• Yilda Ruiz Monroy
    Posted at 11:25h, 05 July Reply

    Let me congratulate you for such a fine, professional and centered article. I totally agree with what you say, but I had never seen so well expressed and systematized. Indeed, there should be no little or big case for us, since what is at stake is a human being. If we always keep in mind that to the eyes of both God and the Law we are all equal, then all cases must be equal, and therefore our demeanor must be the same = sensational, not sensationalist.

    Thanks a lot.

    • Jennifer De La Cruz
      Posted at 15:13h, 07 July Reply

      Thank you, Yilda and Jean! I appreciate the positive feedback!

      Hi, Clarence! I love how you looked at this even deeper! Thank you for pointing out how much we can admire the performance of a fellow interpreter. You’re so right. Looking at it further, I think that our marveling at each other is something we tend to do in silence when we are in the presence of others, but for sure once we get some private time with that sensational performer, it’s a time for a lot of high-fives and congratulations! I guess we don’t get to dance in the endzone, but nothin’ against us cheering in the locker room! (There ya go, a sports reference now!) Thanks again!! Jen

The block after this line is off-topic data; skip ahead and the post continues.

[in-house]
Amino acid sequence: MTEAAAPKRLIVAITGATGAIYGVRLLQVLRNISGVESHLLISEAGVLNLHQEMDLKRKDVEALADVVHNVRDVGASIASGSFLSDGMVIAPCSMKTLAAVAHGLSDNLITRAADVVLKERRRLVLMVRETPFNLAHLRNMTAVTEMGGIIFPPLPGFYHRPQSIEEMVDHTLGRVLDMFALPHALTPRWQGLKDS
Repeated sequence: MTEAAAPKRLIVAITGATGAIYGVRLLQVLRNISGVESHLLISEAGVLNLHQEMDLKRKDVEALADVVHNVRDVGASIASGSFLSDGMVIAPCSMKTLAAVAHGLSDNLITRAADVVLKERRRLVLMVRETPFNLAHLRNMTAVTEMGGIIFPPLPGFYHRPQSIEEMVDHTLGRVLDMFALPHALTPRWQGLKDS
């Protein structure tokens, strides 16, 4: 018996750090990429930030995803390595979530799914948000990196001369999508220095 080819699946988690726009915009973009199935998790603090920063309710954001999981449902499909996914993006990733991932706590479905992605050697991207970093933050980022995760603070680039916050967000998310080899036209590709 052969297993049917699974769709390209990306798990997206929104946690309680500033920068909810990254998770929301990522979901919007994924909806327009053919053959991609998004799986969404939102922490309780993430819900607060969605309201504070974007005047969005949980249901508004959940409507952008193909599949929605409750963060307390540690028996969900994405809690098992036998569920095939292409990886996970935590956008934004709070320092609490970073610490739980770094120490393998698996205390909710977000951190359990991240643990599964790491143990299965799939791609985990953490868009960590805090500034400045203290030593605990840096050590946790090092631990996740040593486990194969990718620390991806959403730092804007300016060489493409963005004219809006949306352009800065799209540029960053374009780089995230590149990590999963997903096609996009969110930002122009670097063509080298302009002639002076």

• Jean Bellego
    Posted at 18:07h, 05 July Reply

    Great article. Cheers!

  • Clarence
    Posted at 10:09h, 06 July Reply

    I enjoyed reading your blog and commend you on fine writing. I would just like to point to a paradoxical phenomena in your article. One precept of being an interpreter that you so rightly point out is to do the work inconspicuously; being “simply the voice-as it should be.”